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| 20 June 2013 | Reply

Label: Universal
Released June 2013
Reviewed by Shane Pinnegar

Black Sabbath - 13 CD

A fiery, molten lava flow of guitar emanates menacingly from the speakers as opener End Of The Beginning heralds the much anticipated return of the three-quarter original line-up of Heavy Metal’s midwives, Black Sabbath.

There’s nothing like a tour or some scandal to get the publicity machines spewing out words, and the genesis of 13 had both, with Sabbath’s tour roaring through Australia only a month and a half ago, while the gossip pages and news boards have gone haywire, first with the news that original drummer Bill Ward was excluded from both the album and tour amid rumours of management strongarming, financial unfairness, and more recently, singer Ozzy Osbourne’s allegations that Ward had covered his drum kit in post it notes because he couldn’t remember what to do. Throw in Osbourne’s latest admissions of an 18 month drink n’ drug relapse, and there’s been nowhere to hide from the ongoing shitstorm.

The music though, is more important, and Osbourne, bassist Geezer Butler and guitarist Tony Iommi have all said for years they wouldn’t do this if it didn’t live up to the old stuff.

If you consider that their last two albums together were 1978’s Technical Ecstasy and the following year’s Never Say Die, then 13 is an unmitigated triumph, far exceeding the quality of either of those two patchy (I’m being generous, particularly about T.E.) affairs.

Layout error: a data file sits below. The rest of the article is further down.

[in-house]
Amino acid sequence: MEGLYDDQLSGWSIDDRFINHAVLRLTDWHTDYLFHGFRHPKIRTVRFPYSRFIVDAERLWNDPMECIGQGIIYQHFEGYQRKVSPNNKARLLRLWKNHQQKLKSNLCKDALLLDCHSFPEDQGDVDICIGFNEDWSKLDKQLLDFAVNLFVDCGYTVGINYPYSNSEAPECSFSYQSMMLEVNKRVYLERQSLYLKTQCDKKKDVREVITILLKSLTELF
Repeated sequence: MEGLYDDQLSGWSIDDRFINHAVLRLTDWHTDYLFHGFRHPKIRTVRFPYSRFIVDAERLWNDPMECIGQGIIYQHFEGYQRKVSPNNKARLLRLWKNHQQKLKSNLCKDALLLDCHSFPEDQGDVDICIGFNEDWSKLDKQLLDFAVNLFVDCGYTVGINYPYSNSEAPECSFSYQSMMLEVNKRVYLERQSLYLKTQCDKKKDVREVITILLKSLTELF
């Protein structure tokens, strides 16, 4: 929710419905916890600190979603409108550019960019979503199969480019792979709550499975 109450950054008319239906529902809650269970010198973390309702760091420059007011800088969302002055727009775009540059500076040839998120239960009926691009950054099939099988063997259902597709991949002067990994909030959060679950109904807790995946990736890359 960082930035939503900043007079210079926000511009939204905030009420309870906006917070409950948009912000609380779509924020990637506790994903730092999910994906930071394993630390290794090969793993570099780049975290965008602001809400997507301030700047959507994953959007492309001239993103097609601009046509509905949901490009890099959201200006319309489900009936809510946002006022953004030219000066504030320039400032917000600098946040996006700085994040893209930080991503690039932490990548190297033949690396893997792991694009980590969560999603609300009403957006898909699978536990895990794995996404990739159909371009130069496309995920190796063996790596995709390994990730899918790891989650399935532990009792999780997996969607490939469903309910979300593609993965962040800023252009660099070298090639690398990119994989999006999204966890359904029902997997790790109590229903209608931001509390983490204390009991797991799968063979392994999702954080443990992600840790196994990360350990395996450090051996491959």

Heavy as it is, and quite brilliant in parts, it’s still no rival for those first five classic Sabbath albums, which is what it has it’s eyes firmly on: there’s thankfully no attempts made to update their classic sound or incorporate themes from their latter work.

One listen will tell you its Tony Iommi’s album, full of crushing riffs and crazy solos, but if Iommi is Sabbath’s MVP in 2013, then Osbourne is the one who the coach should pull off the field from time to time. His patchy, nasal voice has declined over the years and there are a couple of instances (on the opener, for instance) where his natural crazy charm and sheer uniqueness can’t elevate his contributions out of being a hindrance.

First single God Is Dead is big – no, make that BIG. Great Iommi riff, excellent rhythm section in Butler and drummer Brad Wilks of Rage Against The Machine fame, and a solid Osbourne delivery of some suitably arcane Butler lyrics.

Loner – at 5 minutes long, one of only three songs under seven minutes – is a little too stock-standard to stand out in this company while Zeitgeist (the shortest song here, at 4:38) successfully revisits the jazz-fusion bongoes-and-picked-guitars soundscape of Planet Caravan.

Age Of Reason’s riff gives the listener a personal line straight to the Gods of Metal, Live Forever could be off Sabbath Bloody Sabbath or Sabotage, and closers Damaged Soul and Dear Father showcase most of what is best about this band, and closing out the record with similar rain, thunder and chiming church bell as their debut opened with is a master stroke of cool.

All up, you’re unlikely to find a bunch of sixty-somethings producing as unapologetically heavy and enticing an album as 13, even with its imperfections. With Osbourne now going on the record hoping Bill Ward will be on board for their NEXT album, the future looks very promising indeed.


Category: CD Reviews

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